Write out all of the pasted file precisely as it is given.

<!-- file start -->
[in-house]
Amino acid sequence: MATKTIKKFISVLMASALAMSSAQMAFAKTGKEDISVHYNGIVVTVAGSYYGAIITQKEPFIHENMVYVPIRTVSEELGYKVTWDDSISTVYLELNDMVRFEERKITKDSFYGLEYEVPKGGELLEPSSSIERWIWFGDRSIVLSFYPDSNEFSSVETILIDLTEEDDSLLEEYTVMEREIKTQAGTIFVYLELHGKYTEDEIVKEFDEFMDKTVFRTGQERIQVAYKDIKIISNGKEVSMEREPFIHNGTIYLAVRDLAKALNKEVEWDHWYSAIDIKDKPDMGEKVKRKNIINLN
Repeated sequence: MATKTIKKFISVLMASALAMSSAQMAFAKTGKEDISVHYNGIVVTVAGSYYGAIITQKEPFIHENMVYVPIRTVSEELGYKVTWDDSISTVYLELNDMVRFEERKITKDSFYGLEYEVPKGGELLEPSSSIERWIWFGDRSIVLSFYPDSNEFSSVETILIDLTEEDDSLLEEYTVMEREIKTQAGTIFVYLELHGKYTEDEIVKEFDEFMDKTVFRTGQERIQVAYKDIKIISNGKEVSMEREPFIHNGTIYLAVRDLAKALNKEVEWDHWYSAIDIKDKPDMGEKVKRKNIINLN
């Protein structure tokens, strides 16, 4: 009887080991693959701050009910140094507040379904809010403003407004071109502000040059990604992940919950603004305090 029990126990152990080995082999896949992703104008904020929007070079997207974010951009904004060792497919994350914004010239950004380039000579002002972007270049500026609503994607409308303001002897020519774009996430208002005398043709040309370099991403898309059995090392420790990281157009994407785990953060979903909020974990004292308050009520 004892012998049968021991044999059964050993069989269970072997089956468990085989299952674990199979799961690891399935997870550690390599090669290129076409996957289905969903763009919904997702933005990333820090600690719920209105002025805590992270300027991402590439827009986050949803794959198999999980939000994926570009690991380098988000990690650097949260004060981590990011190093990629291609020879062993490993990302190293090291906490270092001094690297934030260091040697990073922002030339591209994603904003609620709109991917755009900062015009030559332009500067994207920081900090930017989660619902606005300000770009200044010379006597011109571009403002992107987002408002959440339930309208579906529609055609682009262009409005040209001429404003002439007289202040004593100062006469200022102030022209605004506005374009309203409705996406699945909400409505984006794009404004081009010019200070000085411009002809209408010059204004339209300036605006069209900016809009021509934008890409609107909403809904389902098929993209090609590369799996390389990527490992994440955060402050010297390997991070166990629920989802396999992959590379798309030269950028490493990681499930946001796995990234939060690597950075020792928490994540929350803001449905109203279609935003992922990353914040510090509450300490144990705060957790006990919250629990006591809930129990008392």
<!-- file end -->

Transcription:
[in-house]
Amino acid sequence: MATKTIKKFISVLMASALAMSSAQMAFAKTGKEDISVHYNGIVVTVAGSYYGAIITQKEPFIHENMVYVPIRTVSEELGYKVTWDDSISTVYLELNDMVRFEERKITKDSFYGLEYEVPKGGELLEPSSSIERWIWFGDRSIVLSFYPDSNEFSSVETILIDLTEEDDSLLEEYTVMEREIKTQAGTIFVYLELHGKYTEDEIVKEFDEFMDKTVFRTGQERIQVAYKDIKIISNGKEVSMEREPFIHNGTIYLAVRDLAKALNKEVEWDHWYSAIDIKDKPDMGEKVKRKNIINLN
Repeated sequence: MATKTIKKFISVLMASALAMSSAQMAFAKTGKEDISVHYNGIVVTVAGSYYGAIITQKEPFIHENMVYVPIRTVSEELGYKVTWDDSISTVYLELNDMVRFEERKITKDSFYGLEYEVPKGGELLEPSSSIERWIWFGDRSIVLSFYPDSNEFSSVETILIDLTEEDDSLLEEYTVMEREIKTQAGTIFVYLELHGKYTEDEIVKEFDEFMDKTVFRTGQERIQVAYKDIKIISNGKEVSMEREPFIHNGTIYLAVRDLAKALNKEVEWDHWYSAIDIKDKPDMGEKVKRKNIINLN
């Protein structure tokens, strides 16, 4: 009887080991693959701050009910140094507040379904809010403003407004071109502000040059990604992940919950603004305090 029990126990152990080995082999896949992703104008904020929007070079997207974010951009904004060792497919994350914004010239950004380039000579002002972007270049500026609503994607409308303001002897020519774009996430208002005398043709040309370099991403898309059995090392420790990281157009994407785990953060979903909020974990004292308050009520 004892012998049968021991044999059964050993069989269970072997089956468990085989299952674990199979799961690891399935997870550690390599090669290129076409996957289905969903763009919904997702933005990333820090600690719920209105002025805590992270300027991402590439827009986050949803794959198999999980939000994926570009690991380098988000990690650097949260004060981590990011190093990629291609020879062993490993990302190293090291906490270092001094690297934030260091040697990073922002030339591209994603904003609620709109991917755009900062015009030559332009500067994207920081900090930017989660619902606005300000770009200044010379006597011109571009403002992107987002408002959440339930309208579906529609055609682009262009409005040209001429404003002439007289202040004593100062006469200022102030022209605004506005374009309203409705996406699945909400409505984006794009404004081009010019200070000085411009002809209408010059204004339209300036605006069209900016809009021509934008890409609107909403809904389902098929993209090609590369799996390389990527490992994440955060402050010297390997991070166990629920989802396999992959590379798309030269950028490493990681499930946001796995990234939060690597950075020792928490994540929350803001449905109203279609935003992922990353914040510090509450300490144990705060957790006990919250629990006591809930129990008392």